The Supreme Court says that the Washington football coach who prayed on the field did not break the law.
Monday, the Supreme Court sided with a football coach from Washington state who wanted to kneel and pray on the field after games.
The court decided that former high school football coach Joe Kennedy's prayer was protected by the First Amendment by a vote of 6-3, based on how the justices felt about religion.
Justice Neil Gorsuch wrote in the majority opinion, "The Constitution and the best of our traditions counsel mutual respect and tolerance, not censorship and suppression, for religious and nonreligious views alike."
In 2016, Kennedy was put on leave because he kept praying at midfield even after the Bremerton School District in Washington told him it could lead to a lawsuit against the school system.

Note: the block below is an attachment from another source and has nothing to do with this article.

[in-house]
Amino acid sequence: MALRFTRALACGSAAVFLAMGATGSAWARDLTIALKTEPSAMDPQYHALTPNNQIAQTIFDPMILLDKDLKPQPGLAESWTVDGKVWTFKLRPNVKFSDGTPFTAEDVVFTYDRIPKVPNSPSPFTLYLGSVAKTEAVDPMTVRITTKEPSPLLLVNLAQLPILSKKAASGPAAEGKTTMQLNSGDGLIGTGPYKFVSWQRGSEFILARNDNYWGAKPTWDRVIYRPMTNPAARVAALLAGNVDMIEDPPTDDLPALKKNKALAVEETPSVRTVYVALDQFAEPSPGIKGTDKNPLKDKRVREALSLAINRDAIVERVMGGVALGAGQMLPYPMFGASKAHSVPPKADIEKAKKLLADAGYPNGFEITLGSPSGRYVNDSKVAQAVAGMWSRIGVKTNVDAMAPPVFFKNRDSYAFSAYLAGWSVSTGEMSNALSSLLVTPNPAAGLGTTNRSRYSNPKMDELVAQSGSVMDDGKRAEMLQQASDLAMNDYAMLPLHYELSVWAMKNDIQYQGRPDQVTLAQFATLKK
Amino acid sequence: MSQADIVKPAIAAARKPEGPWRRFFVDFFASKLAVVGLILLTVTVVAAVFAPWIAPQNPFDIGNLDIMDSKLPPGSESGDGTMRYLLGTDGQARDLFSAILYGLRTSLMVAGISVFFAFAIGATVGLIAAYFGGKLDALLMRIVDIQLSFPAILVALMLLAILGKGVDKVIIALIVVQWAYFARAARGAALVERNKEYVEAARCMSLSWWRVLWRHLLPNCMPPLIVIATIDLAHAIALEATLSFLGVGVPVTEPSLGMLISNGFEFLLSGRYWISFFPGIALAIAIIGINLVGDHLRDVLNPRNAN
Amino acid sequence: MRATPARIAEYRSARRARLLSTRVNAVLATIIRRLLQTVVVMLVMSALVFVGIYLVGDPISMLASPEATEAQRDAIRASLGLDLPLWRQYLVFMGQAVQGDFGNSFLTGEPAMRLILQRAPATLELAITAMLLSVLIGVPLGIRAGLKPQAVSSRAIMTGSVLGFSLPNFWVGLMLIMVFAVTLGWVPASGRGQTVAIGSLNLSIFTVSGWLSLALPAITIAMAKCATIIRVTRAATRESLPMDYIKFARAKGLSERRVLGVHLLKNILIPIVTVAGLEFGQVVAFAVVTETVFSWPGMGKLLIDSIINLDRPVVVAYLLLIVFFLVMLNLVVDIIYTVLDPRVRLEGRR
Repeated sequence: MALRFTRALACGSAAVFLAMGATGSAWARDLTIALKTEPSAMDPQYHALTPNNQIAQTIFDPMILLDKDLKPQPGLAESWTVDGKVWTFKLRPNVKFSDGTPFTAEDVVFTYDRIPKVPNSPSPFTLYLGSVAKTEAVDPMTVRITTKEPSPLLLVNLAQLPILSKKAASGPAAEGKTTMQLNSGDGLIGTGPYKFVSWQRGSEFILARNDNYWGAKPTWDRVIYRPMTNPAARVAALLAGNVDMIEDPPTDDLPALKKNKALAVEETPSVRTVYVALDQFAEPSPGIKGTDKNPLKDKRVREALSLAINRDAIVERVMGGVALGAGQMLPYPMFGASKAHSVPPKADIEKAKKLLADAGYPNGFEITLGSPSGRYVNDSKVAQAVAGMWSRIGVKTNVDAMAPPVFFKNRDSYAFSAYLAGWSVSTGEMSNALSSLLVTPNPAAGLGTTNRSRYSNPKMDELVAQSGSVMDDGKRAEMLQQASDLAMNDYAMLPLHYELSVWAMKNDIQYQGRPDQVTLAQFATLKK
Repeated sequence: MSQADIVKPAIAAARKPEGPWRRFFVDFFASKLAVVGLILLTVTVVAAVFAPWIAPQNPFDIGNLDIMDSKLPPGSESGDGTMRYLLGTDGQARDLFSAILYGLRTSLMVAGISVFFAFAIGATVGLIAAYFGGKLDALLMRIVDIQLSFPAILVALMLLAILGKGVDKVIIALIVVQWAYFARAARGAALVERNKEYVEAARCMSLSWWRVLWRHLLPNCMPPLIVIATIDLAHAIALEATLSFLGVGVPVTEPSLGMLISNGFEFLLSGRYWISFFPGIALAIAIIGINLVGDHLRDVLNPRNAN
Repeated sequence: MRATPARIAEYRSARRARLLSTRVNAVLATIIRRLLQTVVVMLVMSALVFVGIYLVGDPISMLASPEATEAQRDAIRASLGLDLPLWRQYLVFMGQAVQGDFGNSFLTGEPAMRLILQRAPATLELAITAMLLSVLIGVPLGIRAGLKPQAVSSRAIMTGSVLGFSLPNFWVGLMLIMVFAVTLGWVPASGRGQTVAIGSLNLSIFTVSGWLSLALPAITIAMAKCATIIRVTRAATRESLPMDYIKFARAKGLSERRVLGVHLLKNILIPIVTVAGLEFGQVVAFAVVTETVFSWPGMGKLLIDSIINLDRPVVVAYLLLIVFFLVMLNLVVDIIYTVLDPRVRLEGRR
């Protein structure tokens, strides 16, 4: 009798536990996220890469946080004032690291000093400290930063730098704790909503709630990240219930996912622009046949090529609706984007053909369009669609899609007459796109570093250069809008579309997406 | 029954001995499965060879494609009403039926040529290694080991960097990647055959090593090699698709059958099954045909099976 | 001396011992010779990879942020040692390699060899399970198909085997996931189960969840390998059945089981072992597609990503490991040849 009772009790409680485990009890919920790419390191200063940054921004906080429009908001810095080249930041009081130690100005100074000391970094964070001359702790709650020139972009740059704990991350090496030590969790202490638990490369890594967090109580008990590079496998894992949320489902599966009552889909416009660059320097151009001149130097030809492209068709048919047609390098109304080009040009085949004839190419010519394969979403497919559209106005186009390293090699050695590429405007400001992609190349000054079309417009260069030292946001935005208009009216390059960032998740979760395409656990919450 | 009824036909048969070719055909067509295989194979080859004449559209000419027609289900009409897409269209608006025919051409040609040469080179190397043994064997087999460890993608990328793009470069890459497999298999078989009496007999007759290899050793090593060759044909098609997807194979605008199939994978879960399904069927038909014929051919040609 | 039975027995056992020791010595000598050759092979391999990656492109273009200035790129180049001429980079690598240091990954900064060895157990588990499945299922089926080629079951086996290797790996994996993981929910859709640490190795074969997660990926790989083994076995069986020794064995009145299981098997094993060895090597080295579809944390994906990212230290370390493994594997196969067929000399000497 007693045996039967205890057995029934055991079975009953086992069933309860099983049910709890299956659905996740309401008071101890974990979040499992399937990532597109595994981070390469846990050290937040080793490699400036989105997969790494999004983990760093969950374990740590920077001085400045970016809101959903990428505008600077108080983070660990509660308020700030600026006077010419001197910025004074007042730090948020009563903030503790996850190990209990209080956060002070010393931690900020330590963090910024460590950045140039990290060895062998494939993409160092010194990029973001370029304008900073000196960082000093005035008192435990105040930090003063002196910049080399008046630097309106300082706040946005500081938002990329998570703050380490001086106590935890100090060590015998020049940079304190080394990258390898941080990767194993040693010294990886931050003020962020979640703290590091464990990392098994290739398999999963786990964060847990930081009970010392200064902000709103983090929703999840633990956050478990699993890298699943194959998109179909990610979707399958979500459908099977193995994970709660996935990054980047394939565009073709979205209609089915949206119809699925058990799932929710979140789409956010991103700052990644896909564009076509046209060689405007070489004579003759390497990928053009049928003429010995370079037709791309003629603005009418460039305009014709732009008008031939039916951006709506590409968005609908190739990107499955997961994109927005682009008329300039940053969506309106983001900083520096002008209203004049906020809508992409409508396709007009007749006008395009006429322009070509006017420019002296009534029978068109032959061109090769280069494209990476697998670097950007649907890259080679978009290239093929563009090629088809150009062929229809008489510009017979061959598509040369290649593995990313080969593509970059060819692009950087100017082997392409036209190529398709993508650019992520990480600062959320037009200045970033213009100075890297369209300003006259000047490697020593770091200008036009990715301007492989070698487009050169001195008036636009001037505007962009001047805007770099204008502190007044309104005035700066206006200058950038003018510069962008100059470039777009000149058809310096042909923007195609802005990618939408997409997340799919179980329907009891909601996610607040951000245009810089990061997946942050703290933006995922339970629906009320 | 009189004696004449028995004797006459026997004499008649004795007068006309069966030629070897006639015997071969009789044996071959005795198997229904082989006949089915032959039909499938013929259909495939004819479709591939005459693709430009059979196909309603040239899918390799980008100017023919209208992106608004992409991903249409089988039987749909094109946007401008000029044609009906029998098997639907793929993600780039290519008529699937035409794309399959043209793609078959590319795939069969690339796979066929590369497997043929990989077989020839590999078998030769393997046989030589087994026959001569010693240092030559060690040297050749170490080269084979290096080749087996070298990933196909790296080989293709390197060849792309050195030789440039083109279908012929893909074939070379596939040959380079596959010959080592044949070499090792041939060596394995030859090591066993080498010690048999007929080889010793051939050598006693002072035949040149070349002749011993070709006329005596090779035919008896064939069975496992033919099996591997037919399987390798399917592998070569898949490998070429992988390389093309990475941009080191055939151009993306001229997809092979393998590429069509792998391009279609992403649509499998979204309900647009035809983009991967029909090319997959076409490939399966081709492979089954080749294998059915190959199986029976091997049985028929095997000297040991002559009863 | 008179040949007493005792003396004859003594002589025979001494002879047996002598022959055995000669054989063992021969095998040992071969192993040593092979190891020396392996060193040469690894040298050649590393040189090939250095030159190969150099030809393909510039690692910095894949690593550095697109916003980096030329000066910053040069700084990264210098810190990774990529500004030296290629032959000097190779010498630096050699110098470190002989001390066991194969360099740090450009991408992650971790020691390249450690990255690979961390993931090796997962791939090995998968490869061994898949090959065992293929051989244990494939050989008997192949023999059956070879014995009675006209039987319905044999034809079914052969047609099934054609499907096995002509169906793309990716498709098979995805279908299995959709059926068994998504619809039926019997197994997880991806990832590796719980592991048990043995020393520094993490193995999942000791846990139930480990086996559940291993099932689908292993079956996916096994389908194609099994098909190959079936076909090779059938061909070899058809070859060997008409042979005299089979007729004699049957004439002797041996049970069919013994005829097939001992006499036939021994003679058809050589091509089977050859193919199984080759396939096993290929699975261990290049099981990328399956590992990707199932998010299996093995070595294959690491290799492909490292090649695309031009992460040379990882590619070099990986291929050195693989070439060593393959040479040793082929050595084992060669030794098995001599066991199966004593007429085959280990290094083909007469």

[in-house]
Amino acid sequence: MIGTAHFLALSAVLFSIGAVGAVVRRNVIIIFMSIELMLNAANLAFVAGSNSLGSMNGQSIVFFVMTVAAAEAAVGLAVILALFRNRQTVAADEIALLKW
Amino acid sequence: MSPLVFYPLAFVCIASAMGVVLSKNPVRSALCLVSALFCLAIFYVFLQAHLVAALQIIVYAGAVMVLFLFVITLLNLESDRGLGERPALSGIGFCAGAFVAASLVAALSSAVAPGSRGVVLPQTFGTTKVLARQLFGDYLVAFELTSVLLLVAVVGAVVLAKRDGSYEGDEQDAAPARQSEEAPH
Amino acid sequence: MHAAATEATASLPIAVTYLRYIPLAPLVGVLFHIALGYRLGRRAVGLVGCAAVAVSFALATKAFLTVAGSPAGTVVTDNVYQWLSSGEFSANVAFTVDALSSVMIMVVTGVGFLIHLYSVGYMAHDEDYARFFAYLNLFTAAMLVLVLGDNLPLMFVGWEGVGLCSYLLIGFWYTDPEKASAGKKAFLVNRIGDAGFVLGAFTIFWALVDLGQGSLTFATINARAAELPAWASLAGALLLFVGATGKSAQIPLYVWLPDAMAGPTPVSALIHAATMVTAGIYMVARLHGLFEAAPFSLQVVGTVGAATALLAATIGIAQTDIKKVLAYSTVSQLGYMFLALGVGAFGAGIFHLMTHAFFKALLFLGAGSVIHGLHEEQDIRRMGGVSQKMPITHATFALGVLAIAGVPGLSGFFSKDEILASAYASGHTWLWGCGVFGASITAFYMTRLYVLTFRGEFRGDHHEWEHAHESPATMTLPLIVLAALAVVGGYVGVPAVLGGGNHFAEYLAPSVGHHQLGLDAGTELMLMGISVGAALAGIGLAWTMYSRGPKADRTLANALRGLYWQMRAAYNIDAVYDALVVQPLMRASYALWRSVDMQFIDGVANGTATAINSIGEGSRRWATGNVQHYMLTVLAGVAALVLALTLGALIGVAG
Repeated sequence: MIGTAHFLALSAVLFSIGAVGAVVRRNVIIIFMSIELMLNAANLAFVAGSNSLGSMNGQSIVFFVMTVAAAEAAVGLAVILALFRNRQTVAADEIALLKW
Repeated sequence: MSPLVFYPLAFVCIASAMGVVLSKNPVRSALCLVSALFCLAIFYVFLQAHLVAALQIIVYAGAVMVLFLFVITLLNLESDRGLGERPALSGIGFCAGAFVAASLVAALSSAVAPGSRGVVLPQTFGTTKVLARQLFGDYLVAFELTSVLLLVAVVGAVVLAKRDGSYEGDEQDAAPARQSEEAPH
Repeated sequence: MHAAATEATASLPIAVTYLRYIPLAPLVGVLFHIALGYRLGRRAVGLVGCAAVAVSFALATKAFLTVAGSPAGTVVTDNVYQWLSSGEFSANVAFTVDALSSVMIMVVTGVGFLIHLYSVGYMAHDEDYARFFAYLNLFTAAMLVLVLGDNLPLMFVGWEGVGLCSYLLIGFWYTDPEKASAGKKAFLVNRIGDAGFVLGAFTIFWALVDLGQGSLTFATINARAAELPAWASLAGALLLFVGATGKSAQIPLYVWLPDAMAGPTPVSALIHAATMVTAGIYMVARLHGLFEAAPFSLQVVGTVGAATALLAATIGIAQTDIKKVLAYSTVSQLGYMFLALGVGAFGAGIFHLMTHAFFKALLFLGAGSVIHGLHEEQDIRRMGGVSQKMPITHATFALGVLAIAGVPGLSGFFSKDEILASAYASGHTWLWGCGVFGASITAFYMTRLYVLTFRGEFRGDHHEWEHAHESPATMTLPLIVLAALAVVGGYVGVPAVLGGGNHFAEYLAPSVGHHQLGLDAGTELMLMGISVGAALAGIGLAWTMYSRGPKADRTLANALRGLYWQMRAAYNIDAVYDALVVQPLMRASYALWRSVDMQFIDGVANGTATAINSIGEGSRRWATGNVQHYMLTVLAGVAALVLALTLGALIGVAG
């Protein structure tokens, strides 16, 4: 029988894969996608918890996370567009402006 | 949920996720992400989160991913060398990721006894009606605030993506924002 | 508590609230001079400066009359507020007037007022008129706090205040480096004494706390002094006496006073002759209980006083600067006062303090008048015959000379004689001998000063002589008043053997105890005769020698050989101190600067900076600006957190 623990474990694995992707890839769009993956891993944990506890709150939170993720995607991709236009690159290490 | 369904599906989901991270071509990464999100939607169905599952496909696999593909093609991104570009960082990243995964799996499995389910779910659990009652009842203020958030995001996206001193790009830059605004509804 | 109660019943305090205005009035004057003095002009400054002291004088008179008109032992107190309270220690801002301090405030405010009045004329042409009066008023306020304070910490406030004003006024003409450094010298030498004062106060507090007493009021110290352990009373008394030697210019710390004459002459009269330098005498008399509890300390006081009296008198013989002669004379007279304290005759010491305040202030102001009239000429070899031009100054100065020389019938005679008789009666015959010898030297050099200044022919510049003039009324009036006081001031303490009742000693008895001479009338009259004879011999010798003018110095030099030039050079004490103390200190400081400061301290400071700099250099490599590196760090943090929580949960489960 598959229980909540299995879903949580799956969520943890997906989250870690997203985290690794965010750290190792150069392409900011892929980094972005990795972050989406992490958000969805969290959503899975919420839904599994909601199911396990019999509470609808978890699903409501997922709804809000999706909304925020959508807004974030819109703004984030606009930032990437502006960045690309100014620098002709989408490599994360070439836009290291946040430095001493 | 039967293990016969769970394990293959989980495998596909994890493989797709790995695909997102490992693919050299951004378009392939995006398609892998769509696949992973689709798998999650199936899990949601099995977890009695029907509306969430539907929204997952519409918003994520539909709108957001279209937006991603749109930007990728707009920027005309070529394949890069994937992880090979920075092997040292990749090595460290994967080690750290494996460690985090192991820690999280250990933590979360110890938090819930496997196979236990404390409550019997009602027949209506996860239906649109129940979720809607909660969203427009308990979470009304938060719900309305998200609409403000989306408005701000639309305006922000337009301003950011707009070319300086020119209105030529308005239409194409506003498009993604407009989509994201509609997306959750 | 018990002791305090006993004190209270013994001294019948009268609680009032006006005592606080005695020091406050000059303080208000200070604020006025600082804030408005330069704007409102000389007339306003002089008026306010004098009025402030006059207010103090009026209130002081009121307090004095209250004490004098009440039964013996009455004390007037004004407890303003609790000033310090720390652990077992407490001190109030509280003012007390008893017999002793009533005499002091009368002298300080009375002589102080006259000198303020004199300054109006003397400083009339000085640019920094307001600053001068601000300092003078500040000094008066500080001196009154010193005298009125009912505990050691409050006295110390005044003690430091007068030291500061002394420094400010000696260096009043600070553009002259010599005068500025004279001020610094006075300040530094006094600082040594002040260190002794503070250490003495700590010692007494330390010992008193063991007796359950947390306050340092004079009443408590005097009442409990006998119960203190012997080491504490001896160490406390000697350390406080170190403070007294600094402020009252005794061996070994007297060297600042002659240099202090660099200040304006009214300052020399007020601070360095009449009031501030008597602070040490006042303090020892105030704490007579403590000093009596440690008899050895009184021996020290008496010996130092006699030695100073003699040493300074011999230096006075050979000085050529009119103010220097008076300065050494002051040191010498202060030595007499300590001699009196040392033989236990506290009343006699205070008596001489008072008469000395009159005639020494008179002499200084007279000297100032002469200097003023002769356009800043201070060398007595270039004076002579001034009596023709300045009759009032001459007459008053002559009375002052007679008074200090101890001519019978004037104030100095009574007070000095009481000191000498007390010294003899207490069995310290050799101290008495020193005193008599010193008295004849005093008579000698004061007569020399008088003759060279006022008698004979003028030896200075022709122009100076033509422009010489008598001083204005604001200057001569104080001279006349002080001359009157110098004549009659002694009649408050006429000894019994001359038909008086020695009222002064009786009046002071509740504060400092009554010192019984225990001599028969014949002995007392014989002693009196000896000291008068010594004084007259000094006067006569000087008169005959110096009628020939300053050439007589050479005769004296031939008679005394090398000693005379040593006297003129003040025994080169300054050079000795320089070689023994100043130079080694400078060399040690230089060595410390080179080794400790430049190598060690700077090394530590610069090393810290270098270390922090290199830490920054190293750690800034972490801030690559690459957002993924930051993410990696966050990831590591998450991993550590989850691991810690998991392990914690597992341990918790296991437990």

He was told that he couldn't pray with the students and that any religious things he did on his own had to be done in a way that didn't look like he was trying to get them to do something.
In 2008, Kennedy began to pray by himself. Eventually, he let his students join him. In the end, he was in charge of prayers in the locker room.
In 2015, the school district told him to stop, so Kennedy said he prayed at the 50-yard line without his students.
In 2016, he was put on leave, and his job wasn't renewed.
The case of the coach became a cause célèbre on the right, and Kennedy spoke about it at a Donald Trump rally that same year.
Was Kennedy's prayer a personal act or a formal endorsement? That was the question.
At least one player said in an anonymous report that he thought he would lose playing time if he didn't join Kennedy's prayer.
The district's lawyers said that they had no problem with the coach praying alone or going back to the field after the students went home. They said that letting him pray at the 50-yard line right after a game in front of the whole school could be seen as the government supporting religion.
The court's decision on Monday is the latest one that goes in favor of religious plaintiffs. Last week, a court said that the state of Maine can't keep religious schools out of a public program that helps private school students pay for tuition. This will make it easier for religious institutions to get money from taxpayers.